Across The Globe Commodity currencies climb as oil prices hit 6-month high

The Australian dollar was the biggest climber among major currencies, gaining as much as 1.2 percent against its U.S. counterpart.

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Wads of euro banknotes are stacked in a pile at the Money Service Austria company's headquarters in Vienna, Austria, March 3, 2016. play Wads of euro banknotes are stacked in a pile at the Money Service Austria company's headquarters in Vienna, Austria, March 3, 2016. (REUTERS/Leonhard Foeger)
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Commodity-linked currencies climbed on Tuesday as oil prices reached six-month highs, while a risk-on mood across markets dampened demand for the yen and the dollar ahead of U.S. inflation data later in the day.

The Australian dollar was the biggest climber among major currencies, gaining as much as 1.2 percent against its U.S. counterpart.

Already lifted by rallying oil prices, the Aussie was given a further boost by minutes from the Reserve Bank of Australia (RBA), which tempered expectations of an interest rate cut.

Oil exporter Norway's currency hit a two-week high of 9.2090 crowns per euro, and the Canadian and New Zealand dollars , also commodity-dependent, climbed.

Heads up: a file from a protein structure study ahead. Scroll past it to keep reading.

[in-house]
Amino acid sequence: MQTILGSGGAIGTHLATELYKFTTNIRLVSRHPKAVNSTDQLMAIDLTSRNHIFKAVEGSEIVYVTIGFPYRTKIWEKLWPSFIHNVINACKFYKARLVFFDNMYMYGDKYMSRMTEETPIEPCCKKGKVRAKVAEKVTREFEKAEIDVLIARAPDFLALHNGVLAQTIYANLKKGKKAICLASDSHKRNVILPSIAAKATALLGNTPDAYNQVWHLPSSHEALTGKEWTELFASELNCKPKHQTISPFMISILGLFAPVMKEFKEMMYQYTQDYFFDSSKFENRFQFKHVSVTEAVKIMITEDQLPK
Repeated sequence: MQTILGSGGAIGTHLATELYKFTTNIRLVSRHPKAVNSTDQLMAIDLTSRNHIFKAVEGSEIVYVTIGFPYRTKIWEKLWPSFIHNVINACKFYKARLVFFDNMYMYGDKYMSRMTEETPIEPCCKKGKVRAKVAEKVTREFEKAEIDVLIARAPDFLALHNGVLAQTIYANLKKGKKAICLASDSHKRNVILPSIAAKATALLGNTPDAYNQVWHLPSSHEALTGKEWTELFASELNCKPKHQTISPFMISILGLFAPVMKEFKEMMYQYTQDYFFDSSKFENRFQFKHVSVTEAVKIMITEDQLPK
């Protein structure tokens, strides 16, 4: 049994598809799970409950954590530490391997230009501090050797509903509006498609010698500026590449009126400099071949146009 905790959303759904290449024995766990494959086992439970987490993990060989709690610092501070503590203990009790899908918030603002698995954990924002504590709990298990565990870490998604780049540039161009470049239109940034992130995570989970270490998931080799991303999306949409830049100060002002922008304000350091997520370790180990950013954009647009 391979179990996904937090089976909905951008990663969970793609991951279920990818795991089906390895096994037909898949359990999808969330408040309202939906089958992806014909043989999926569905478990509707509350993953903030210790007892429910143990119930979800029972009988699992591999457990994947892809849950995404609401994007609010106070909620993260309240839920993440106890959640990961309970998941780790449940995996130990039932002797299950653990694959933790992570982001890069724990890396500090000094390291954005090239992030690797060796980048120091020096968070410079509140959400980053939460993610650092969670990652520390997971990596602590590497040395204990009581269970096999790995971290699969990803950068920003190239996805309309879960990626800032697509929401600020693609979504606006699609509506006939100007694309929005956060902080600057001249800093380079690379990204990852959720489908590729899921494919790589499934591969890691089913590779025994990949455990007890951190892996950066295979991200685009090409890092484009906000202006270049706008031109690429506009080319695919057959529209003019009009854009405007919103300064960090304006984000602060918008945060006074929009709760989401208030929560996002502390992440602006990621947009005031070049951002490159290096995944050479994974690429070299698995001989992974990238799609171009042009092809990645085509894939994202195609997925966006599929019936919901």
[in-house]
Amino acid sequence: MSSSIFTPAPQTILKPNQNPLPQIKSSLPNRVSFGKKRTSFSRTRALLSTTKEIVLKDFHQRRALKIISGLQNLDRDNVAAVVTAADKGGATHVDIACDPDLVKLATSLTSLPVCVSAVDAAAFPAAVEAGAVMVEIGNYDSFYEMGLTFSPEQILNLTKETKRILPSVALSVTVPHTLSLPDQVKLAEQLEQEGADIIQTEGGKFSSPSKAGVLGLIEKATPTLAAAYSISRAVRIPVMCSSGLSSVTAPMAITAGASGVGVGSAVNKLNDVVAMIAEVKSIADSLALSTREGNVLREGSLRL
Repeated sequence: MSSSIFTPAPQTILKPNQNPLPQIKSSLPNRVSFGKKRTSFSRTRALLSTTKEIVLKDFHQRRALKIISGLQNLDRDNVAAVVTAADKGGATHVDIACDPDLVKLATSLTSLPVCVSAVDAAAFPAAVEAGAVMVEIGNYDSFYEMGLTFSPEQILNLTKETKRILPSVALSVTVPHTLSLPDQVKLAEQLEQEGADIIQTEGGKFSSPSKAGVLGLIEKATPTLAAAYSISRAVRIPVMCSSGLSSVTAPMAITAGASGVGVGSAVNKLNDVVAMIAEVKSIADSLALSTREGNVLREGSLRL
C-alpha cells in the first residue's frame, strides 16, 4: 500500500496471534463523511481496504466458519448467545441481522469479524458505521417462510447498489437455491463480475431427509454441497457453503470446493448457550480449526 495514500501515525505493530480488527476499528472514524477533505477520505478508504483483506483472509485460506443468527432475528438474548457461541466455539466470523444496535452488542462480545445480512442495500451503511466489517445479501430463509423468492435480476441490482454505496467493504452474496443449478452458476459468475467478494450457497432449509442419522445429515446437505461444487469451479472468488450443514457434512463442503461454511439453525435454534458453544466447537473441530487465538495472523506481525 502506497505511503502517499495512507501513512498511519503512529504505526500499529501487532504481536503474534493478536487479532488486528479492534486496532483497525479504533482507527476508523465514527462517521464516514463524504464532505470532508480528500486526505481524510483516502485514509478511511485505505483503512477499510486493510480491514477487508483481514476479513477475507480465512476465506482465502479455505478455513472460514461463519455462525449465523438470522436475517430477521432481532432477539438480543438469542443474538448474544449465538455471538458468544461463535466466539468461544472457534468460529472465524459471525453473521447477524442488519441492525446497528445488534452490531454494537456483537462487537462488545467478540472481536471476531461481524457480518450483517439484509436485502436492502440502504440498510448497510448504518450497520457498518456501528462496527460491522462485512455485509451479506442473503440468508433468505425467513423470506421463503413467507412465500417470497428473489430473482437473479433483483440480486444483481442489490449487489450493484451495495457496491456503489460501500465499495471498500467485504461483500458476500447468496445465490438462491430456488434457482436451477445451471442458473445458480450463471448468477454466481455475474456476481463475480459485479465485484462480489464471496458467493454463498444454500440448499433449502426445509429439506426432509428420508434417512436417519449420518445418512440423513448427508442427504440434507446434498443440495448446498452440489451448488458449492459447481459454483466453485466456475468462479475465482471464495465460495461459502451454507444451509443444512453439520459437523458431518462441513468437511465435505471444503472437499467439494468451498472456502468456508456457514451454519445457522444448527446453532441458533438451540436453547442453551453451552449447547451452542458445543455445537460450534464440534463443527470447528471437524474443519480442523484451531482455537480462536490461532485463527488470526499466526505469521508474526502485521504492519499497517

"The Aussie ...is pulling the other commodity currencies up," said RBC Capital Markets currency strategist Adam Cole in London. "The expectation was that the minutes of the RBA meeting would have set us up for another cut in June, and that was very much not the case."

The dollar index, which tracks the currency against a basket of six others, edged down 0.2 percent to 94.414, away from a three-week high of 94.845 hit on Friday.

The only major currencies to fall against the dollar were the euro and the yen, down 0.1 percent and 0.4 percent respectively as investors moved towards riskier assets across markets.

Japan will this weekend host a meeting of G7 finance leaders that could expose a rift on issues ranging from currency and fiscal policies, on which Japan is hoping for a coordinated policy response.

The major data focus on Tuesday is U.S. inflation due at 1230 GMT.

Fed funds futures rates show investors see only a 4 percent chance the U.S. Federal Reserve will raise interest rates at its June policy meeting, but many investors believe another hike will come later this year.

"From the Fed's perspective, so long as core CPI continues to hover above 2 percent, ongoing signs of a recovery in headline inflation will be seen as a hawkish development," wrote strategists from ING in London in a note to clients.

"With markets barely pricing in a near-term Fed rate ...we suspect that short-term U.S. rates may nudge higher ...though uncertainty over the Fed's willingness to allow for an inflation overshoot may limit any material upside."

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